The Norber Erratics

A few months ago we did an interesting walk in the Yorkshire Dales from Clapham to Crummock Dale. Later when reading a walking book it transpired that we had been close to a geological phenomenon known as the Norber Erratics. So today, our last day in the Dales in 2015, we decide to explore and see if it is as spectacular as reported.

Our walk starts from the Dales National Park car park in the centre of Clapham. From here we turn right up the lane heading towards the village church, on reaching the church we veer right to pass through two tunnels and proceed uphill on the rough walled track.


At a junction of walled tracks we continue straight ahead along Thwaite Lane, to our left is the impressive Robin Proctor’s Scar and to our right extensive views across the Dale.


We contemplate taking the first footpath on our left leading up towards the scar. However, there is a large bully bear just the other side of the wall and whilst he looks to be having a well earned rest we are not going to tempt fate. When with our dogs in these situations I believe it is always preferable to secure an alternative route. Today’s alternative route is a footpath further along Thwaite Lane.

On reaching this footpath we cross into a field to follow a grassy path heading towards Nappa Scar. Through a gate and we are warily watched by a herd of sheep. Who, interestingly, decide to follow us, as if they are monitoring our intrusion into their territory.


We then climb up the grass hill between Nappa Scar and Robin Proctor’s Scar to reach Norber. We immediately encounter large boulders that are balanced on small rocks. It is well worth the climb, but we wonder why this site is said to be so impressive. So we continue slightly disappointed.


We then come across more of these boulders balancing on smaller stones and then more and more. We realise that the first outcrop was just the starter before the main course and what an impressive main course! This place is really amazing.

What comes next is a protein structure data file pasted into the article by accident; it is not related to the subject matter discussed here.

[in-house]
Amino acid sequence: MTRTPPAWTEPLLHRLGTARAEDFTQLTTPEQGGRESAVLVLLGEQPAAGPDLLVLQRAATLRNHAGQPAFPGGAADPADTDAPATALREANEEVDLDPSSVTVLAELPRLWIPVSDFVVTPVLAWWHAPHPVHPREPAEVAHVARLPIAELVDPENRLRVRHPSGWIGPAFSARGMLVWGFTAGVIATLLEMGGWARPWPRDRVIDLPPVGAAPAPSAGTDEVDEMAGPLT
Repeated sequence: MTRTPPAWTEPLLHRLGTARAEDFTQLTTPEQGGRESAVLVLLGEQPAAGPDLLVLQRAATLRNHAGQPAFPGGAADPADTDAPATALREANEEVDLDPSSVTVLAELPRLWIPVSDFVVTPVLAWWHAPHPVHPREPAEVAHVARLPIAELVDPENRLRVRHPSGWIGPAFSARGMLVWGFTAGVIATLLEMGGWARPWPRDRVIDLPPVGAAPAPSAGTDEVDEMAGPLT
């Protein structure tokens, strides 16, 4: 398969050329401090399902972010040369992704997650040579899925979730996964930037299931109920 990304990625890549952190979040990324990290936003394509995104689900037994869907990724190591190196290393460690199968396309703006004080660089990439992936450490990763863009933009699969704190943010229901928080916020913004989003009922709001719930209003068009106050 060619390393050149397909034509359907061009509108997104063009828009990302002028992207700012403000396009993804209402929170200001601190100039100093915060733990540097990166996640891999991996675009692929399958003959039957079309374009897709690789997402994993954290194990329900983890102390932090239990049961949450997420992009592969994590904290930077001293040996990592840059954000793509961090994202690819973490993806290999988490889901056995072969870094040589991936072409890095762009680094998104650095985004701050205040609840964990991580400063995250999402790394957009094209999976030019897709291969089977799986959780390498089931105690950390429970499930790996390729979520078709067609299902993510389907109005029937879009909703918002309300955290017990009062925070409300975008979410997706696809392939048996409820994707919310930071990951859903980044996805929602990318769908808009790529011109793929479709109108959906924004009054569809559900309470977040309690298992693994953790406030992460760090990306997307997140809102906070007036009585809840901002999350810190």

The Norber Erratics were created by Millstone Grit boulders being deposited on limestone during the ice age. In the approximately 12,000 years since then the softer limestone has eroded and left the Millstone Grit perched precariously. We spend a long time wandering and wondering at this marvel.


What is peculiar is that we are alone, if this site was within 100 yards of a car park it would be packed. Presumably because it requires a little effort to reach, it is deserted. However, it adds to the magic of the place making the experience even more enjoyable.


Dexter and Crosby wait patiently whilst we take pictures, they do not mind delays, but usually expect to be provided with a treat as recompense. If you are a Labrador there is little fascination in a rock balanced on another smaller rock!

Eventually we move on and join a footpath leading to a ladder stile over a wall. This is a high ladder stile and both dogs need assistance in getting up. Crosby jumps down to the other side but Dexter takes up residency on the top. He has adopted a look which says if you put me up here, you had better get me down. The problem is that I am on the ground and he is still a foot or more above me, so 25kg of dog suddenly lands on my shoulders!

When we have restored a bit of normality we continue to wander along the path to follow cairns that lead us above Thwaite Scar. At a cairn on Long Scar we join the footpath that heads back towards Clapham. We take a slight diversion that takes us through the Ingleborough Estate Nature Trail.


We return to Brigholme Farm CL and start preparing for our journey home. Getting ready to leave Yorkshire is always a sad affair. This time the sadness is increased because we know it will be the last time that we will visit Settle whilst our special friends Maurice, Jane and Carlos live here. They are due to move in a few weeks time so our next visit it is bound to have a different feel.

But now there is time to pop along to The Talbot for one last get together before we all head off on new adventures. The perfect end to a couple of cracking weeks in Yorkshire.

12th October 2015

[To follow this walk you will need Ordnance Survey Outdoor Leisure Map OL2 – Yorkshire Dales – Southern & Western Area]

© Two Dogs and an Awning (2015)


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